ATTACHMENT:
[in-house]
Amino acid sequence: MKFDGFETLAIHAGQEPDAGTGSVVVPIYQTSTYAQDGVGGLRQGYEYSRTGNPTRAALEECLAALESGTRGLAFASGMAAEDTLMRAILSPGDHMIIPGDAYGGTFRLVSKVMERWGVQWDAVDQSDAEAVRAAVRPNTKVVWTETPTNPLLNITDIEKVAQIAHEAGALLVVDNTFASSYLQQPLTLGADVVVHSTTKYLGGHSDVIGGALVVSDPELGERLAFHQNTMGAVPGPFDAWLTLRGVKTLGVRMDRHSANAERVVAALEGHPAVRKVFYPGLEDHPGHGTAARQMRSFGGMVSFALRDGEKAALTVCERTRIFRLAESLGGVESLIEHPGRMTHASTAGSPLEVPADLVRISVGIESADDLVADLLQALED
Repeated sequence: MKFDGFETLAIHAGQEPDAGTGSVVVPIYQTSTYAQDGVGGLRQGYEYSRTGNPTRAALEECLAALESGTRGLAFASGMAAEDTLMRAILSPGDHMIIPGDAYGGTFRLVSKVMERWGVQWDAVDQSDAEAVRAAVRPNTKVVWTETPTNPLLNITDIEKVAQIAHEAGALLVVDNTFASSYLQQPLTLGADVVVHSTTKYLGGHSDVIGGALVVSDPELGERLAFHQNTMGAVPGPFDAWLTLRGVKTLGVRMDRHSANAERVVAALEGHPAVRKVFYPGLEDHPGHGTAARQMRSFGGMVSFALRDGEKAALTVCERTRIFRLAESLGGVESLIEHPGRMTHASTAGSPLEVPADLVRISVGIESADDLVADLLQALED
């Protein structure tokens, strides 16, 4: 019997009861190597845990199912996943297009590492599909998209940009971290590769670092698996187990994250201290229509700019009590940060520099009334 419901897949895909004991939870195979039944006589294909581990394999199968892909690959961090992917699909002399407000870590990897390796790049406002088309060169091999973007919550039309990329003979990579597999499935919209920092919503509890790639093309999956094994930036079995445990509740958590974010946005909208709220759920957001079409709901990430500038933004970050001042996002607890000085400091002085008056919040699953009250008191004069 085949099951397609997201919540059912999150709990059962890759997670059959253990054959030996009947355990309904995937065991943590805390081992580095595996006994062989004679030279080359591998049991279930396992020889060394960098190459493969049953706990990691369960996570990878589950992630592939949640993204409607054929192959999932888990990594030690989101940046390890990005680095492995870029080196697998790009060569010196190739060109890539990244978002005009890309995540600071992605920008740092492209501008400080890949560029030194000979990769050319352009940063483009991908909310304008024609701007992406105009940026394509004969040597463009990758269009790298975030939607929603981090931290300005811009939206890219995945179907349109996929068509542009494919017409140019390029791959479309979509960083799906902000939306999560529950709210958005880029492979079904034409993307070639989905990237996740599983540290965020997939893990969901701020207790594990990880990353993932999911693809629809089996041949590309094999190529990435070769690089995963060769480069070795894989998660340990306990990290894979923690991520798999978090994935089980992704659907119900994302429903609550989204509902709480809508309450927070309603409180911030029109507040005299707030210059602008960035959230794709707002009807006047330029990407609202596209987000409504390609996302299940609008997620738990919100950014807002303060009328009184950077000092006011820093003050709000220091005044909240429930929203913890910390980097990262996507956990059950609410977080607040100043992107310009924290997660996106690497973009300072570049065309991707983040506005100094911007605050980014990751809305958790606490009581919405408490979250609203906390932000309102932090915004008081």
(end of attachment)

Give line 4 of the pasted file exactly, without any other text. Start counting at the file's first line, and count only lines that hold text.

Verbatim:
């Protein structure tokens, strides 16, 4: 019997009861190597845990199912996943297009590492599909998209940009971290590769670092698996187990994250201290229509700019009590940060520099009334 419901897949895909004991939870195979039944006589294909581990394999199968892909690959961090992917699909002399407000870590990897390796790049406002088309060169091999973007919550039309990329003979990579597999499935919209920092919503509890790639093309999956094994930036079995445990509740958590974010946005909208709220759920957001079409709901990430500038933004970050001042996002607890000085400091002085008056919040699953009250008191004069 085949099951397609997201919540059912999150709990059962890759997670059959253990054959030996009947355990309904995937065991943590805390081992580095595996006994062989004679030279080359591998049991279930396992020889060394960098190459493969049953706990990691369960996570990878589950992630592939949640993204409607054929192959999932888990990594030690989101940046390890990005680095492995870029080196697998790009060569010196190739060109890539990244978002005009890309995540600071992605920008740092492209501008400080890949560029030194000979990769050319352009940063483009991908909310304008024609701007992406105009940026394509004969040597463009990758269009790298975030939607929603981090931290300005811009939206890219995945179907349109996929068509542009494919017409140019390029791959479309979509960083799906902000939306999560529950709210958005880029492979079904034409993307070639989905990237996740599983540290965020997939893990969901701020207790594990990880990353993932999911693809629809089996041949590309094999190529990435070769690089995963060769480069070795894989998660340990306990990290894979923690991520798999978090994935089980992704659907119900994302429903609550989204509902709480809508309450927070309603409180911030029109507040005299707030210059602008960035959230794709707002009807006047330029990407609202596209987000409504390609996302299940609008997620738990919100950014807002303060009328009184950077000092006011820093003050709000220091005044909240429930929203913890910390980097990262996507956990059950609410977080607040100043992107310009924290997660996106690497973009300072570049065309991707983040506005100094911007605050980014990751809305958790606490009581919405408490979250609203906390932000309102932090915004008081």